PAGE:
The post-Hanseatic period is the one most vividly portrayed in the surviving buildings I visited last week. The Hanseatic Museum, one of the buildings in Bryggen, contains a suite of rooms that have been restored to what they looked like in the 17th and early 18th centuries. Here are the small clerk’s offices where transactions were recorded, wooden cubbyholes with sliding doors (resembling sleeping berths on trains) where workers slept, and even a game room where the kontor employees spent their leisure time. The walls of the offices are decorated with paintings of sailing ships, white-wigged nobles and successful merchants. The walls of the dormitories and corridors are still adorned with fading remnants of the colorful patterns that were painted all over the complex. The floors of the offices are literally polished smooth, worn by centuries of shoes. A downstairs room is filled with stockfish and the various barrels and loading tools that were used to package and ship them, as had been done here for hundreds of years.

Despite numerous fires–the most serious in 1702–Bryggen continued operating much as it had under the Hansa. Finally, in 1754, the Kontor was closed. Although stockfish was still Norway’s most important export, the development of the new market economy, fueled by coined money and the implements of modern capitalism, had eclipsed the medieval Kontor system of doing business. The old buildings of Bryggen began to be used for other things. Similar things happened in other cities; Lübeck, the center of the Hanseatic League, also has a waterfront of A-shaped warehouses and Kontor buildings; like Bergen’s, Lübeck’s ancient waterfront was also eventually made a UNESCO World Heritage Site.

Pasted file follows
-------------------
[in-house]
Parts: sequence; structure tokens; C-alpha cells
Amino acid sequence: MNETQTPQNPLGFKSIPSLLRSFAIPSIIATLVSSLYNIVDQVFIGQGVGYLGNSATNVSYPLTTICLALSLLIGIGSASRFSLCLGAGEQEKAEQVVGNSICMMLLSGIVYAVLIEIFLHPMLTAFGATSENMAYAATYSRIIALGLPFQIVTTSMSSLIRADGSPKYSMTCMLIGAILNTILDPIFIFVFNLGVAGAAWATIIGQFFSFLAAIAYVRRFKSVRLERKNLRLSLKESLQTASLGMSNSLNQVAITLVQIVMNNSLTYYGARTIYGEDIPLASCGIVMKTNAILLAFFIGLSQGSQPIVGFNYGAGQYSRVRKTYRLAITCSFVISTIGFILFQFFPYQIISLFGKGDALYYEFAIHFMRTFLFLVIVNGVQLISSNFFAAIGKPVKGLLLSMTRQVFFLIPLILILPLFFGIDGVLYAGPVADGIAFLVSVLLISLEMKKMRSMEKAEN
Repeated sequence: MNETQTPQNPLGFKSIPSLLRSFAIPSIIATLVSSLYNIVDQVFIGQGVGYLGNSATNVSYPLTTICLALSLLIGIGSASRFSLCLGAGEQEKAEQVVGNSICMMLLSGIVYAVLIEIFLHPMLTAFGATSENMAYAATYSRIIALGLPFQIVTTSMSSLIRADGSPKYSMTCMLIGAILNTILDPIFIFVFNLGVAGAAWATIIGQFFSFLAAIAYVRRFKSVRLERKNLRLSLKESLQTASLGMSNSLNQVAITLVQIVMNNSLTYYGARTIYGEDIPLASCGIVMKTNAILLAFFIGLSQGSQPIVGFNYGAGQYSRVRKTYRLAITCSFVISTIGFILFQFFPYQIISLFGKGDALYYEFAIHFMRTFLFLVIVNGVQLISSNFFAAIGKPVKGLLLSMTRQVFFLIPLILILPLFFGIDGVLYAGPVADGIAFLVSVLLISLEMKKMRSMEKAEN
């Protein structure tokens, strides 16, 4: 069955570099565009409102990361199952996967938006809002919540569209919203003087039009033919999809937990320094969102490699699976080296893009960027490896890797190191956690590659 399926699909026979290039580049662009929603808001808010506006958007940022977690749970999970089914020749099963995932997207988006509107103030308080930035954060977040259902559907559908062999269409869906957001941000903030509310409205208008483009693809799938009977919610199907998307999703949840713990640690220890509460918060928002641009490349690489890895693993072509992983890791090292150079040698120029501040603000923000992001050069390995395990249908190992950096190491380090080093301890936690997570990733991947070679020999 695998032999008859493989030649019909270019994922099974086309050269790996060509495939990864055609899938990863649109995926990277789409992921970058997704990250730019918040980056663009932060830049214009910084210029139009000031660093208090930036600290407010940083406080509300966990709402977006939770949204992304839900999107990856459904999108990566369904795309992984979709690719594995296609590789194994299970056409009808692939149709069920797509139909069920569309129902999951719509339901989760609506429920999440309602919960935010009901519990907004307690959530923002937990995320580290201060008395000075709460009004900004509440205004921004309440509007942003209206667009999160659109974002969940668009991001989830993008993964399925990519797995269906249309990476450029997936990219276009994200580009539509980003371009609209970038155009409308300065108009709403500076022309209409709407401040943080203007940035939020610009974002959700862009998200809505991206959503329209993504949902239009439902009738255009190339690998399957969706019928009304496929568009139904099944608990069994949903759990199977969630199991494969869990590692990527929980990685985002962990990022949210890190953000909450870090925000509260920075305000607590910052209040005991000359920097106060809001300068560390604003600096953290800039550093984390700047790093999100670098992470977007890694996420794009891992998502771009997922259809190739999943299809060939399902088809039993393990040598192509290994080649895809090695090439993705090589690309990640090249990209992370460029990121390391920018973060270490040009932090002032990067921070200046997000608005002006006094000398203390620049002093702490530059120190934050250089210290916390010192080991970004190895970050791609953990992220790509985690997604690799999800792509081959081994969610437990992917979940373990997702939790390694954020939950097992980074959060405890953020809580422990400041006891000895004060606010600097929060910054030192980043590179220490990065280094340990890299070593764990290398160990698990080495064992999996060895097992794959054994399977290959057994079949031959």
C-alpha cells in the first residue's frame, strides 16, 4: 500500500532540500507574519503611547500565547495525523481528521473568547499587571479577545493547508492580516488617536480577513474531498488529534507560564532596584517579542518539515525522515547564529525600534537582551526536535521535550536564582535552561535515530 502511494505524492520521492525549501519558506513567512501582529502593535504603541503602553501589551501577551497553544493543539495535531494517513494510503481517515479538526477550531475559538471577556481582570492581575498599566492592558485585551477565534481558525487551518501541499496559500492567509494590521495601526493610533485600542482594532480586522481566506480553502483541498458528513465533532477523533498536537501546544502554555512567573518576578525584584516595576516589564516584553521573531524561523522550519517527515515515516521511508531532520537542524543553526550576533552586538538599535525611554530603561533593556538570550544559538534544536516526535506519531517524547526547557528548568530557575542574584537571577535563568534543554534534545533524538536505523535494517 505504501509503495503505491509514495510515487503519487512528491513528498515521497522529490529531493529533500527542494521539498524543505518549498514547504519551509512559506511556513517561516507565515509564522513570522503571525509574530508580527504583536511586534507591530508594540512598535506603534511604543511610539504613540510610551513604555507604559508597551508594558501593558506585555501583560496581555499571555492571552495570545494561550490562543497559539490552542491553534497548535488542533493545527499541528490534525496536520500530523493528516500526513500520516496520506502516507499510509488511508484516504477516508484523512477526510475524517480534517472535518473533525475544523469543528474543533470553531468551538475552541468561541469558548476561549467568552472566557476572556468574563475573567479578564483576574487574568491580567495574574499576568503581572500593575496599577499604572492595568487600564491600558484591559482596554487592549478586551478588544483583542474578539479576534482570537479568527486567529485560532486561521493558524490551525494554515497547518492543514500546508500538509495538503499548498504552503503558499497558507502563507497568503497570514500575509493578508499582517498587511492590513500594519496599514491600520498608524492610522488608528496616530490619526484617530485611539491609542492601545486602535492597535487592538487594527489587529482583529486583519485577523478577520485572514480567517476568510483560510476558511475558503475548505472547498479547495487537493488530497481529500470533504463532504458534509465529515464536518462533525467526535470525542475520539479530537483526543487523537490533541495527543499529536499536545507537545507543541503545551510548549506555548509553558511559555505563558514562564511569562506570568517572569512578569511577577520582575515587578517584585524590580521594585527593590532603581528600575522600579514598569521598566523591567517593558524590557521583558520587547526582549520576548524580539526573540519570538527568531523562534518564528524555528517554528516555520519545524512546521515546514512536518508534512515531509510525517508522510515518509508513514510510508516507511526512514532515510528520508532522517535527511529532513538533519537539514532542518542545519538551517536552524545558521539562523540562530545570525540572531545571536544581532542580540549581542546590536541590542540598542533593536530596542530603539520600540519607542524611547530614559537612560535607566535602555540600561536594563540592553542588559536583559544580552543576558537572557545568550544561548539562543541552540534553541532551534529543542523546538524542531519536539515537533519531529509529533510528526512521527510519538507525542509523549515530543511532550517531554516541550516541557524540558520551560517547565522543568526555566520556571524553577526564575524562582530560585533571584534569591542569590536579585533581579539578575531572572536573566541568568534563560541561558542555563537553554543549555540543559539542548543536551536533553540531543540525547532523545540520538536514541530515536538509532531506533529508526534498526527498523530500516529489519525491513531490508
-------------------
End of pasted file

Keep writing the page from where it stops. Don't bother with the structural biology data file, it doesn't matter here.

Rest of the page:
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Stevedores and apprentices who worked at the Kontor on the Bergen waterfront slept in cubbyhole bunks like these. Some of the doors are still adorned with centuries-old graffiti.

Walking through these old buildings and seeing with my own eyes the history that remains there, I was amazed at the long traditions that these places represented, and intrigued that virtually the whole thing rested for 500 years on a single commodity: those strange, stiff, board-like dried-up fish.

So how do you eat stockfish, exactly? The instruction “just add water” is a little misleading. Basically a stockfish must be soaked in water for at least 20 hours, re-moistening the flesh. Then you have to remove the bones as you would any other fish. Once you’ve done that, the sky’s the limit as far as recipes are concerned. Here is a recipe I found for “Norwegian stockfish the Burrida way,” whatever that means:

  • Scrape the Norwegian Stockfish, but do not remove the skin. Let it drain well.
  • Remove bones and cut into pieces. Cut the tripe into strips.
  • Heat a half cup of oil in a terra-cotta sauce pan and sauté the chopped onion, garlic, carrot, celery and parsley. Salt to taste.
  • Add the anchovies that were washed and deboned, then mashed with a fork.
  • When ingredients are lightly browned, add the pieces of Norwegian Stockfish, tripe, fresh boiled and sliced mushrooms, pine nuts (half whole and the other half crushed), crushed tomatoes, basil, salt, pepper and a dash of ginger.
  • Add some broth (or milk) and cook, covered, for one and a half hours over low heat.

I think I’d rather have Thanksgiving turkey…but that will be tomorrow!

All photos in this article are by me and copyright (C) 2014 by Sean Munger, all rights reserved.